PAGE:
Commentary: The Curious Case of Mark Richt . . . . . . . . (or 15 + 2 = 0)

Chris Bruton is your typical southern sports fan who loves to offer his unique view on athletic events, even if no one asks him. He is a husband, father, UI/UX designer, and a mental health therapist.

​Internet connectivity and social media has empowered individuals to have a greater voice in the public sphere. Twitter mobs and users in web forums use their collective power to shed light on the faults of individuals’ in ways that was unavailable ten years ago.

Gaffes that would have people sent to their human resources department for disciplinary action now have consequences exponentially more severe. With respect to sports, organization’s general managers, athletic directors, and presidents now have greater access to the ire or praise of their fanbase. Mark Richt’s tenure has occurred in this era of increased communicative interaction, and his fate may be sealed in this new era.

“Fire Mark Richt” has become mantra of a large portion of the Bulldog faithful over the last few years, and as a result, has created a civil war between Richt defectors and loyalists within the fanbase. Anyone living in or near the state of Georgia has read Facebook comments or tweets either defending Mark Richt, or calling for his dismissal. Conversation that used to be left to the barber shop or water cooler is now hyperlinked, categorized, and searchable worldwide. We know everything about our players, opponents, and the blotter sections of our digital news sites. We have unprecedented information and communication in which to judge our players, coaches, and opponents.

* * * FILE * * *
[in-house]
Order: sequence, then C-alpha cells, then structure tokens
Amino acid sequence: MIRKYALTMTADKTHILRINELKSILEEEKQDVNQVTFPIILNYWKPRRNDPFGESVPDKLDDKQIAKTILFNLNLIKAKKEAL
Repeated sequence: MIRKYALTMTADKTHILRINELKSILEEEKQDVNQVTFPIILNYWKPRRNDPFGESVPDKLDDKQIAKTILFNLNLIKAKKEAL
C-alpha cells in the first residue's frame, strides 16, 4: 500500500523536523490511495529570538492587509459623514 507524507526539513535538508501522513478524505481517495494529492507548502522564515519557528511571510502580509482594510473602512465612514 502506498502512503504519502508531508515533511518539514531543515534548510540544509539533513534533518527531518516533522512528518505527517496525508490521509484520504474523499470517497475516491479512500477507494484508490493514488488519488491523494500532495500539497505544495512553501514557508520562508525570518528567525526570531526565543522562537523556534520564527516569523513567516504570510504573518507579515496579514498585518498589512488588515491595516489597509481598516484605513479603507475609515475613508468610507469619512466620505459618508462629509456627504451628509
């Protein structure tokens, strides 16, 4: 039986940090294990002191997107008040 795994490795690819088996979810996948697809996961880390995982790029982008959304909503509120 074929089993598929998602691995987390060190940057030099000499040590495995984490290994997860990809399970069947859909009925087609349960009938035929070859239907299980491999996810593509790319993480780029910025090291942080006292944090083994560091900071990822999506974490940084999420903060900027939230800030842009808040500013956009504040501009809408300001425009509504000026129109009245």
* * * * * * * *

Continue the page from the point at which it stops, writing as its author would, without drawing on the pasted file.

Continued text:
To be comprehensive, let’s breakdown Mark Richt’s career at the helm of the Bulldogs (fans may or may not want to skip this section). Starting in 2001, Mark Richt has compiled a 140-50 (0.736) record with nine 10+ win seasons. He has two SEC Championships (2002, 2005). He has represented the SEC East six times in the championship game (2002, 2003, 2005, 2007, 2011, 2012). He has led the Dawgs to three Sugar Bowls, winning two (2002, 2007). He has been the SEC Coach of the Year twice (2002, 2007). Thirty years ago, this resume would have had him casting a bronze statue, but Georgia has yet to win that elusive National Championship that is now at 35 years and waiting. It is this reason, and this reason alone, that Richt finds his coaching seat hotter than ever.

Why is it that Mark Richt’s legacy is his failure to win a national championship, trumping what is arguably the best comprehensive era of University of Georgia football? Here is where the curious case of Mark Richt originates.

Let’s first look at the close calls. The 2002 season shot the Bulldogs out of the Donnan era and into the sphere of national title contenders. Much like Urban Meyer later, Richt’s second year at the helm brought prosperity that UGA had not seen since the Reagan administration. That team came within a Terrence Edwards reception of an undefeated season. Playing arguably the best football in the country, Georgia missed out on a chance at the national title because Ohio State and Miami were undefeated. Miami’s roster was what remained of what may feel is the best college football team of all time, the 2001 version of the Hurricanes. They had immense talent at every position. Ohio State’s perfect record included six wins that were determined by a touchdown or less. That’s right. The Buckeyes were within one score of losing half of their games. Credit to them for winning them all, but Richt was one bounce, one play away (six times, mind you) from Ohio State losing and the Bulldogs facing Miami with the chance to win it all.